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Through The Wormhole: Beyond The Darkness

What is the universe made of? If you answered stars, planets, gas and dust, you’d be dead wrong. Thirty years ago, scientists first realized that some unknown dark substance was affecting the way galaxies moved.

Today, they think there must be five times as much dark matter as regular matter out there. But they have no idea what it is — only that it’s not made of atoms, or any other matter we are familiar with. And Dark Matter is not the only strange substance in the Universe — a newly discovered force, called Dark Energy, seems to be pushing the very fabric of the cosmos apart.

The composition of the universe may seem straightforward, something you mastered back in your junior high science class — galaxies made up of planets and stars, stars made up of burning gases and dust. But this idea of the universe only includes the parts that we can see, either with the naked eye or even with powerful telescopes.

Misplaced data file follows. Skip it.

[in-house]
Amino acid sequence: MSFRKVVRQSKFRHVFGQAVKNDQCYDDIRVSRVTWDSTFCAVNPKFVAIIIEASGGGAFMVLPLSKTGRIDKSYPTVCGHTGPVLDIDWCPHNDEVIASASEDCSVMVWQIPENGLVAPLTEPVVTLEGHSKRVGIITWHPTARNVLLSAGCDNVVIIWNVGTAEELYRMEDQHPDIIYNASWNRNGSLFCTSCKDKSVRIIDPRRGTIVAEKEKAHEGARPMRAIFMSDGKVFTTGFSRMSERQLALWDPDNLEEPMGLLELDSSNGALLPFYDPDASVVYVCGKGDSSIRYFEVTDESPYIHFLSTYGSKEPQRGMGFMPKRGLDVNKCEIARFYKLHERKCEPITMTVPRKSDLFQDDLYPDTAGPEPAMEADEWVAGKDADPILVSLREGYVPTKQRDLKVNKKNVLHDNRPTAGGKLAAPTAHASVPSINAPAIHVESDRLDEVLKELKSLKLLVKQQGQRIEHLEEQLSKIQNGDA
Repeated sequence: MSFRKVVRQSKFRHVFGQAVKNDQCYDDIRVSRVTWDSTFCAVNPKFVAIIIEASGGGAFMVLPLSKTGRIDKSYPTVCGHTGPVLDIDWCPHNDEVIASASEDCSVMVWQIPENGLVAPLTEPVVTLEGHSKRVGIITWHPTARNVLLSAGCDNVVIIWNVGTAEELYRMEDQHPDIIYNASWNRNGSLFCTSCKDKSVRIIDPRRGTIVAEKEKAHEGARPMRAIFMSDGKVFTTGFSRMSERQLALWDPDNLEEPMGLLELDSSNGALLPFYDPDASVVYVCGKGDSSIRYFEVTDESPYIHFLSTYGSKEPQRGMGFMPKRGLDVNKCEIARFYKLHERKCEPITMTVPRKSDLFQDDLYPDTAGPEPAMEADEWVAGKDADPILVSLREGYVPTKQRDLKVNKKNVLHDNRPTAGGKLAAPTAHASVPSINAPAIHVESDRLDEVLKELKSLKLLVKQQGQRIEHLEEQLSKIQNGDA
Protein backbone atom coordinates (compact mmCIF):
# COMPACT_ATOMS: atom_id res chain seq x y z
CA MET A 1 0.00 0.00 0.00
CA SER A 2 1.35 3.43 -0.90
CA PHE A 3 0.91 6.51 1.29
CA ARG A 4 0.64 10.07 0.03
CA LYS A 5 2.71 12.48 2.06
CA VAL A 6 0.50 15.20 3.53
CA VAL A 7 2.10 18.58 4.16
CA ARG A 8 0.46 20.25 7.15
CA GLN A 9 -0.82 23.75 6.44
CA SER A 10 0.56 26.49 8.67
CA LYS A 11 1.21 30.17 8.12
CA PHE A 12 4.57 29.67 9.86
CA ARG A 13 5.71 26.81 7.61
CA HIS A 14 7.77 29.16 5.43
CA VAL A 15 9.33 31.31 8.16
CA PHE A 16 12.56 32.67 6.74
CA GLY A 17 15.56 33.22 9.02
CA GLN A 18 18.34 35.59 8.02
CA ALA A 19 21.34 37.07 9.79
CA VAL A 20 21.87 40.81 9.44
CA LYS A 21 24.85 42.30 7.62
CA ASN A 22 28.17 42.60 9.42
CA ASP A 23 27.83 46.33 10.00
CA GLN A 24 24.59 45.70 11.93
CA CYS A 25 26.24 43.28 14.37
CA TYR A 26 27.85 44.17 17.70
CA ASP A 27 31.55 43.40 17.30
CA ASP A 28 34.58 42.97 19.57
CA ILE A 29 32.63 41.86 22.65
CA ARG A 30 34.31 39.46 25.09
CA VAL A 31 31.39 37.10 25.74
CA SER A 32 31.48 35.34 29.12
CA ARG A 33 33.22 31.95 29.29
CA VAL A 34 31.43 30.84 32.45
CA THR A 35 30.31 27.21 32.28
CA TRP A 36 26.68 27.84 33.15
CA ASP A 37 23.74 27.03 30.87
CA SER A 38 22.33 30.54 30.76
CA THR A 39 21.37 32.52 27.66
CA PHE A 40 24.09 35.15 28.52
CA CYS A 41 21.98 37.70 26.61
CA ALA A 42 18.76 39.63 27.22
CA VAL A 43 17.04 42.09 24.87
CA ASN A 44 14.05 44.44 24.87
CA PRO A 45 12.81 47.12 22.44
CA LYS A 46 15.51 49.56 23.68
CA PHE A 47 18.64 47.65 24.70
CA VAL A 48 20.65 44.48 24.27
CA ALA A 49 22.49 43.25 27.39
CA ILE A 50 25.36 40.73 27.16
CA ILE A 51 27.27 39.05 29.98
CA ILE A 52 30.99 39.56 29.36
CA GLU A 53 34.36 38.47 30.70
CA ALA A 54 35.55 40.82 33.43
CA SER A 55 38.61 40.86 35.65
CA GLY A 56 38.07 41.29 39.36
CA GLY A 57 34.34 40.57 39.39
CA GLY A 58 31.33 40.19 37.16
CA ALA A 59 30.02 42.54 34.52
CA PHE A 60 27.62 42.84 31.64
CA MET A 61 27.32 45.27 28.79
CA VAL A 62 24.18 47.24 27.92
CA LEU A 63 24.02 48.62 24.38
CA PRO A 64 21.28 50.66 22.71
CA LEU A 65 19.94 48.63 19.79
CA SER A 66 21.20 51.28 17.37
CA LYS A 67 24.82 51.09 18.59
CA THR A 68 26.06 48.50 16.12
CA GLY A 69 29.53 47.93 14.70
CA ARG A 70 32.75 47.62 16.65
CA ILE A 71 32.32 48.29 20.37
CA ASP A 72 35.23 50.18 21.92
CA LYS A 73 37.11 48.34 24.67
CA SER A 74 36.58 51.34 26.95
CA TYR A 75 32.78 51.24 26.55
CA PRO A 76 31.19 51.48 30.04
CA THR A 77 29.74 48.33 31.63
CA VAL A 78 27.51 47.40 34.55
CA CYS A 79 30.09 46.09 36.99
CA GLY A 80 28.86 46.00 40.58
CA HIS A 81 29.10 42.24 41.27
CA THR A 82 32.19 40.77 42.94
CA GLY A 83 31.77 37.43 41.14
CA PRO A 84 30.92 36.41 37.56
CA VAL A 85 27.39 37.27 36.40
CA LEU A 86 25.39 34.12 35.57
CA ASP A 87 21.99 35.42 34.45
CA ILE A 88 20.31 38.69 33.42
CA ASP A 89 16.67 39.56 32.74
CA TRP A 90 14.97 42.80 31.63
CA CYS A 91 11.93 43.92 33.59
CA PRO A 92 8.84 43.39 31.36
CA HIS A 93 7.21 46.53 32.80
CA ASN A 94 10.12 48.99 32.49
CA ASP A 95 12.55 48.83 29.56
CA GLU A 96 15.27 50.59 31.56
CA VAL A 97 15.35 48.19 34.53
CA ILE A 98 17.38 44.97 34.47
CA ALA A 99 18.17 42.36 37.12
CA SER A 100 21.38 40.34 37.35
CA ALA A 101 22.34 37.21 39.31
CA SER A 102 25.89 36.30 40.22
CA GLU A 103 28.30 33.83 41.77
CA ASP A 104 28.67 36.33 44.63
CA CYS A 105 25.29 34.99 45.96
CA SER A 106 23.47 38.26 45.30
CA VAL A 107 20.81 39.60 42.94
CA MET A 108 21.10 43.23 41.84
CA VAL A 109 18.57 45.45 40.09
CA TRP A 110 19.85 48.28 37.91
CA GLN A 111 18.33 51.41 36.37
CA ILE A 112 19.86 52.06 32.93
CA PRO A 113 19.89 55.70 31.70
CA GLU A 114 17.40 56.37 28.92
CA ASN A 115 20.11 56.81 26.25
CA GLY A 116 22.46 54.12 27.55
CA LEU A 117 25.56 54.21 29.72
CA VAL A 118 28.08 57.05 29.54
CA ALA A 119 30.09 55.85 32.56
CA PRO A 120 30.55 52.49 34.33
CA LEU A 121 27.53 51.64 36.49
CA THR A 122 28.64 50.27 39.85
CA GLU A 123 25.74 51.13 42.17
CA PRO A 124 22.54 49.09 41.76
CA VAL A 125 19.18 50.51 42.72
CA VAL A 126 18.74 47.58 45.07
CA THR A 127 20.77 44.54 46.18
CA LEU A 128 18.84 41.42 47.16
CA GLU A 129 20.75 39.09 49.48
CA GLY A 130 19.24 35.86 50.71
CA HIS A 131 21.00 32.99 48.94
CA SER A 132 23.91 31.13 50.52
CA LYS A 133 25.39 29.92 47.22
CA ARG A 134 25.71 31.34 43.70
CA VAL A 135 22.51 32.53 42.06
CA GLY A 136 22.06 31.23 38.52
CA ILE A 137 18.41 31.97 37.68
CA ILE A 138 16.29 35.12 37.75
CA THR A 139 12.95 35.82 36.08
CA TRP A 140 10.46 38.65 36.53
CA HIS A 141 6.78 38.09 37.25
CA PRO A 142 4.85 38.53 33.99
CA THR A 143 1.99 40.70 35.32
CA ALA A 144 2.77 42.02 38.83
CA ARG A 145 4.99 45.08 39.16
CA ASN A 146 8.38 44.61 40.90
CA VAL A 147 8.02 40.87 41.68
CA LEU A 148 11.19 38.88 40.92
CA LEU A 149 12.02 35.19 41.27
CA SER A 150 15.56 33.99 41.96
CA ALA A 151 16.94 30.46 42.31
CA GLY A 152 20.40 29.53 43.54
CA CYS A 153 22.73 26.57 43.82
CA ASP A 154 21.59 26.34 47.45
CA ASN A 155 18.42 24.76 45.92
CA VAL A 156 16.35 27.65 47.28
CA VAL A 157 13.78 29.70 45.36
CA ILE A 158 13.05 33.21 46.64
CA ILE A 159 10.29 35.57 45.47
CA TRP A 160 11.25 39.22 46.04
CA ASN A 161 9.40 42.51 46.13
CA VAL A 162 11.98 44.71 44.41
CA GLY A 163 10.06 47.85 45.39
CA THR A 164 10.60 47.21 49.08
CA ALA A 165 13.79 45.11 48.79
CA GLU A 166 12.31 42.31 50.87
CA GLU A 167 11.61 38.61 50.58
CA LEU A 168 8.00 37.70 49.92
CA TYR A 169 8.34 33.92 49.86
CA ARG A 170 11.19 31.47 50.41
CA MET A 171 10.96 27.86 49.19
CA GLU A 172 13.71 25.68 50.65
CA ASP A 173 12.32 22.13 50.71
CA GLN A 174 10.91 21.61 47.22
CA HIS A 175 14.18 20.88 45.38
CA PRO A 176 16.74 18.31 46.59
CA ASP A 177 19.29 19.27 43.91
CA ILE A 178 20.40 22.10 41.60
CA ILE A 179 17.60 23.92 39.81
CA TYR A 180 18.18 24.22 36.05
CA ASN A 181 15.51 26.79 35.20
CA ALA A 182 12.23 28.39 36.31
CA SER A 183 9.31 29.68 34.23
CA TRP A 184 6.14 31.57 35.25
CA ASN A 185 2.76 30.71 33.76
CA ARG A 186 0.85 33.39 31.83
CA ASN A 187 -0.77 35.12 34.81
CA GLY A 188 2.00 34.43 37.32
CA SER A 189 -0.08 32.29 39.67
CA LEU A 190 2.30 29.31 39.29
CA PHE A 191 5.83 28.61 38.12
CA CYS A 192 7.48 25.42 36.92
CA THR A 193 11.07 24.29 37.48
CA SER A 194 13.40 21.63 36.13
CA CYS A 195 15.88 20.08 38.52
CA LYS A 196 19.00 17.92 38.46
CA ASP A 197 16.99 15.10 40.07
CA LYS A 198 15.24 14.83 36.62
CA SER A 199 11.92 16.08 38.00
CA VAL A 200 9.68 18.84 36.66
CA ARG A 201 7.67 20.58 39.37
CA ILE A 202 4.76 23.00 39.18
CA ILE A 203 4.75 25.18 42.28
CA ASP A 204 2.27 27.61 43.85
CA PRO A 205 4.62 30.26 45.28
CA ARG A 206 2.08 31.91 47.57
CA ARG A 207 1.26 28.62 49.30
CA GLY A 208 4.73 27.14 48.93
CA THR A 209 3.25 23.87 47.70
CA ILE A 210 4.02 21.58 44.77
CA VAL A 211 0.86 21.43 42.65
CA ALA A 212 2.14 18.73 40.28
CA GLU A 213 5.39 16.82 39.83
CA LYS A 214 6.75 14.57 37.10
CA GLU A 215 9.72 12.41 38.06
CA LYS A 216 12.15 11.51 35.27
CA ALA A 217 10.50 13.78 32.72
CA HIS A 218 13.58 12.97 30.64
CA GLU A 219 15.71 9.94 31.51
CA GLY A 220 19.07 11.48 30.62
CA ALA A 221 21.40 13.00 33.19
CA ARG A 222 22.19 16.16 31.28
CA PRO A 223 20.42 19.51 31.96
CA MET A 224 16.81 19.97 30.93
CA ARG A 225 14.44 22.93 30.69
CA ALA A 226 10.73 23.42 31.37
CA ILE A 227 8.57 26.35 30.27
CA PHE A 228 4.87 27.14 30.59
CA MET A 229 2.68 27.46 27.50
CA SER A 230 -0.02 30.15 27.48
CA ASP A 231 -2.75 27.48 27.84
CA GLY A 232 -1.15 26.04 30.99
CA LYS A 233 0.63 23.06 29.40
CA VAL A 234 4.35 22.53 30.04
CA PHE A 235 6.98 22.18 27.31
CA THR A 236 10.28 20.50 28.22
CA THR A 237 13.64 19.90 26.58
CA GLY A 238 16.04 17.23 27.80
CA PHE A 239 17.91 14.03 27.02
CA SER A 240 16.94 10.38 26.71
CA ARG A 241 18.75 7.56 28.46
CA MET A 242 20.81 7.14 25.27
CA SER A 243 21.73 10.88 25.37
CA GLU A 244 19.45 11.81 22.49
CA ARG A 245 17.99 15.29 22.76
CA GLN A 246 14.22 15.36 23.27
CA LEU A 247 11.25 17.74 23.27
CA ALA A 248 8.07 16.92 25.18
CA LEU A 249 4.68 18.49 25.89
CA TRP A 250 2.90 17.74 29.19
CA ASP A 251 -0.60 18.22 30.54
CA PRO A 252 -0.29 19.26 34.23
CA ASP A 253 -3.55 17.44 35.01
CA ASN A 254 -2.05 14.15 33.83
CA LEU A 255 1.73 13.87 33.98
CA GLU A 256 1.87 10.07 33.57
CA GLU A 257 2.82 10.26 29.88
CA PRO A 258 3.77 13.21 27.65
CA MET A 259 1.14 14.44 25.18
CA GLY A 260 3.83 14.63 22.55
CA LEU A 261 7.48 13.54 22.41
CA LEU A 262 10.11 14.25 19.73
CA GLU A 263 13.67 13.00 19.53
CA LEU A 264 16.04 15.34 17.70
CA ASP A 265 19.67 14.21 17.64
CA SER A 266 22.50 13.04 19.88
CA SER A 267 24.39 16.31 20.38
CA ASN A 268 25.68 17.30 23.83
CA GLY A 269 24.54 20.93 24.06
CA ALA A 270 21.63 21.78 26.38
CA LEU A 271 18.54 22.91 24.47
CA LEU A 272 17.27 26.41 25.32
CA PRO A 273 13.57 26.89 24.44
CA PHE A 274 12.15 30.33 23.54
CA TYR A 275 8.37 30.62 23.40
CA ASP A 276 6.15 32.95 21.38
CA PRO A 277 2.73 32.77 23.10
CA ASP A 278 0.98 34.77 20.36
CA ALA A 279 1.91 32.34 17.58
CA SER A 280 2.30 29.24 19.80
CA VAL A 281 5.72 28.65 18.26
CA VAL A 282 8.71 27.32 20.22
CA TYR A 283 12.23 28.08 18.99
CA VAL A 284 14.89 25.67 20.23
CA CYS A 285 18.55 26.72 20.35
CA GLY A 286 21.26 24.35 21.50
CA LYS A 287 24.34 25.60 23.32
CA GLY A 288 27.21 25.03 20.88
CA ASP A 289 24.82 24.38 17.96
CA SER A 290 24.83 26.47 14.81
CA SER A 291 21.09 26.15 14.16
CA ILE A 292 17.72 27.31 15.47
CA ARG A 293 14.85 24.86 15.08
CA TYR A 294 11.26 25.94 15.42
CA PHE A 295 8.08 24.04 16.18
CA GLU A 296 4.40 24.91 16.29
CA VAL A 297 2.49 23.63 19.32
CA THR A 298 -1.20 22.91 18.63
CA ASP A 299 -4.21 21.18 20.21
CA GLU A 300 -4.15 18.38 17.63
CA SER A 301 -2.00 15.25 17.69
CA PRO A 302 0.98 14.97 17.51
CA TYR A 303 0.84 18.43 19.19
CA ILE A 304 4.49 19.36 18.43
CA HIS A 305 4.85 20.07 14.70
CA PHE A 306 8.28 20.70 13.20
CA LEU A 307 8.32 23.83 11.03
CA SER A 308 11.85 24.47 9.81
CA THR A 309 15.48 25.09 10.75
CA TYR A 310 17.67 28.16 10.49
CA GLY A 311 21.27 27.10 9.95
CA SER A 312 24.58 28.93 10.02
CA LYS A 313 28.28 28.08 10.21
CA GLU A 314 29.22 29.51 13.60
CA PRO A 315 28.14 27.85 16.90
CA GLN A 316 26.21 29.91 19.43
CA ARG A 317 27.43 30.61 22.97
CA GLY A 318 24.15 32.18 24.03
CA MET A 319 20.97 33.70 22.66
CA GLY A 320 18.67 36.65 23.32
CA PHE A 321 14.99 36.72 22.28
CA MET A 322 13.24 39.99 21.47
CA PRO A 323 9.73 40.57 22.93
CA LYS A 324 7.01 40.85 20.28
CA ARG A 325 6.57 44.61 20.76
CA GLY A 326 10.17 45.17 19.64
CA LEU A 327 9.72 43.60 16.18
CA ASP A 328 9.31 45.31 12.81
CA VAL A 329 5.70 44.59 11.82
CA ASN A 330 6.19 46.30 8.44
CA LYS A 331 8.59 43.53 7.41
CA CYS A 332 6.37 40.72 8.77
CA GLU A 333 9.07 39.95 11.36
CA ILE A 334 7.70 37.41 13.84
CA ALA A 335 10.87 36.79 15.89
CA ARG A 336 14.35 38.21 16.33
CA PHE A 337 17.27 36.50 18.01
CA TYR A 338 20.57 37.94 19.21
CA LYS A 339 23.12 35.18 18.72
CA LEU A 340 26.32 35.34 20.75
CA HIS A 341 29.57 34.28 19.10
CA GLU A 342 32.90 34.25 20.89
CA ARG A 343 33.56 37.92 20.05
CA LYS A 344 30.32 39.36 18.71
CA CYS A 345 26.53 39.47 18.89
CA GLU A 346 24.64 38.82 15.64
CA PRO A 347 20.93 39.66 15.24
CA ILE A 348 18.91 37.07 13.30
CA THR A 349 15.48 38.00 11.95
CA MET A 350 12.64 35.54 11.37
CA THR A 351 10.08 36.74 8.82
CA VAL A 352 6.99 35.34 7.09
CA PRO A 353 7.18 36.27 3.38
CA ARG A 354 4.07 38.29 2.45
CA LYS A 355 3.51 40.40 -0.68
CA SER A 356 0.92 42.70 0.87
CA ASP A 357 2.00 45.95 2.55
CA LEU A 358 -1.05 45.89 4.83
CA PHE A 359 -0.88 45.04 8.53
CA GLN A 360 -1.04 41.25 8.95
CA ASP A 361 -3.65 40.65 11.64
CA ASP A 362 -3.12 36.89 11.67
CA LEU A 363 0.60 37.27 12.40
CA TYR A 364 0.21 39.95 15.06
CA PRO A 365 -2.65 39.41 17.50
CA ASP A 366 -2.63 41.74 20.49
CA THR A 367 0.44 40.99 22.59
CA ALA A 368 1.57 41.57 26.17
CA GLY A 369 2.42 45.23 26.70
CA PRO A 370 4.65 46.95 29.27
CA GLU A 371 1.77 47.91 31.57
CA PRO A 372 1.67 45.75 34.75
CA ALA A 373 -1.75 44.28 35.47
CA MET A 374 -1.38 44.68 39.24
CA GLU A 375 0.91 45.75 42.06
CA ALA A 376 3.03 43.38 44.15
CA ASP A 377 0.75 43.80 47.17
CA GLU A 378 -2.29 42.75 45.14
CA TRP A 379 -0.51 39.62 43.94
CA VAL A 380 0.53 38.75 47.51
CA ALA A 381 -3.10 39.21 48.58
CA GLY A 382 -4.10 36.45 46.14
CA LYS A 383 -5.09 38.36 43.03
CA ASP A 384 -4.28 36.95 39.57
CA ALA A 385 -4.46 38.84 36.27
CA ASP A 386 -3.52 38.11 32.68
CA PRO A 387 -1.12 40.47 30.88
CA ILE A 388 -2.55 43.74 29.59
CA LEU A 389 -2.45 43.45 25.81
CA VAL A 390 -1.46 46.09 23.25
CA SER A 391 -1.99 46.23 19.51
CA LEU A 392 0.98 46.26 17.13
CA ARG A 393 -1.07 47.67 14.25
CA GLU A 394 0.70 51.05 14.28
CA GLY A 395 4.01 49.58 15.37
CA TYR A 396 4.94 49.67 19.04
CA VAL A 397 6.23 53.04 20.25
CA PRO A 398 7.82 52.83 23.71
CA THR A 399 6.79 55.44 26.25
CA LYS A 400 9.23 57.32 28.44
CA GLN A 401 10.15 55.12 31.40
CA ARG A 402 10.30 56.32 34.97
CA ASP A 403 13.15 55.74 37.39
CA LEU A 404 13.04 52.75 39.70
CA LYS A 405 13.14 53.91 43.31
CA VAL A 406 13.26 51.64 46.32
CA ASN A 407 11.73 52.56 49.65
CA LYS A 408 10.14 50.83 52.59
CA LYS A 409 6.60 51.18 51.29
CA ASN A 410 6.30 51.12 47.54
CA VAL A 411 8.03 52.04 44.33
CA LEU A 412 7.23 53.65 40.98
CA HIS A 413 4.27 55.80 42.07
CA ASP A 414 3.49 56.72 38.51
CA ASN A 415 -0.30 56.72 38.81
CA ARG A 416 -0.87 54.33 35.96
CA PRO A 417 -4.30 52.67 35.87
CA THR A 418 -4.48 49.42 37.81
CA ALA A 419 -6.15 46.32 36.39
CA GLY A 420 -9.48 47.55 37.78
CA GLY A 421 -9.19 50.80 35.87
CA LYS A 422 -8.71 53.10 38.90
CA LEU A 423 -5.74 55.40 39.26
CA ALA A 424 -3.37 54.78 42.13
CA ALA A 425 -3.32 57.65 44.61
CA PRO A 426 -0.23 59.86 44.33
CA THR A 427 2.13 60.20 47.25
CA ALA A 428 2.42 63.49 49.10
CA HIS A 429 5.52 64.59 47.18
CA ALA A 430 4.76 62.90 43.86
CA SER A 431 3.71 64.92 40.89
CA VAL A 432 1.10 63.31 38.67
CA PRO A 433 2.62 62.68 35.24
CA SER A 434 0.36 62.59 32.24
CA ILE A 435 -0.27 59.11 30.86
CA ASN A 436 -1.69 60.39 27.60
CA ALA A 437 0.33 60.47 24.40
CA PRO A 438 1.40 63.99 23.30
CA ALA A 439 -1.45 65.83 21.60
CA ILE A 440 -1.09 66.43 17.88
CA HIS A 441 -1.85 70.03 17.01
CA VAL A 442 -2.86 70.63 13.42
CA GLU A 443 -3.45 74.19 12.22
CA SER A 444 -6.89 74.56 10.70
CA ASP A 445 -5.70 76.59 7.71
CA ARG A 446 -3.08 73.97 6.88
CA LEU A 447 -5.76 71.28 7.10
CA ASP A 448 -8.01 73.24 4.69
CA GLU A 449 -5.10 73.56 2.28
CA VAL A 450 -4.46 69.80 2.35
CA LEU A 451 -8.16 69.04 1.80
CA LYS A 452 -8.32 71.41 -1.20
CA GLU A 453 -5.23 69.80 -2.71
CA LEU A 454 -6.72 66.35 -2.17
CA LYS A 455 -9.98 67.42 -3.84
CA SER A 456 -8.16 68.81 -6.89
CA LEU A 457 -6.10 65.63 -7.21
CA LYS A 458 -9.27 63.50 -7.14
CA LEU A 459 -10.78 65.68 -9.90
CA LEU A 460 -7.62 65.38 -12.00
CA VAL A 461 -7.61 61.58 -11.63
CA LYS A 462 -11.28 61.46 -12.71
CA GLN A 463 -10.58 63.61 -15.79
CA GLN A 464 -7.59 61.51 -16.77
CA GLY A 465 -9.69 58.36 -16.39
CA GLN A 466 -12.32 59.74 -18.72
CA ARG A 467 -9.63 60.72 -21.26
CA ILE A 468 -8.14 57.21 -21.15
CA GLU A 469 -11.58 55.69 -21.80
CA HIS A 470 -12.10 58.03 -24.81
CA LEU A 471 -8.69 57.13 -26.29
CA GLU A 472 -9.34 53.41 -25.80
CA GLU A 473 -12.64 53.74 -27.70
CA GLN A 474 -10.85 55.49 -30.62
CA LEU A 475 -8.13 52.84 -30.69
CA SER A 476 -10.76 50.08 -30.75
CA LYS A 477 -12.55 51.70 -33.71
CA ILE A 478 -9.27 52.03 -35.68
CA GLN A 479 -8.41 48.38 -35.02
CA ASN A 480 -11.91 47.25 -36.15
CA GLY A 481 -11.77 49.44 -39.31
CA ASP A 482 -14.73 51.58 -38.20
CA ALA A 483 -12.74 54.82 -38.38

According to scientists, the visible portions of the universe account for less than 95 percent of what is actually out there in the great expanse of space. Much of the universe is made up of something we can’t see. We call this something “dark matter,” and we only discovered its existence because something else was missing.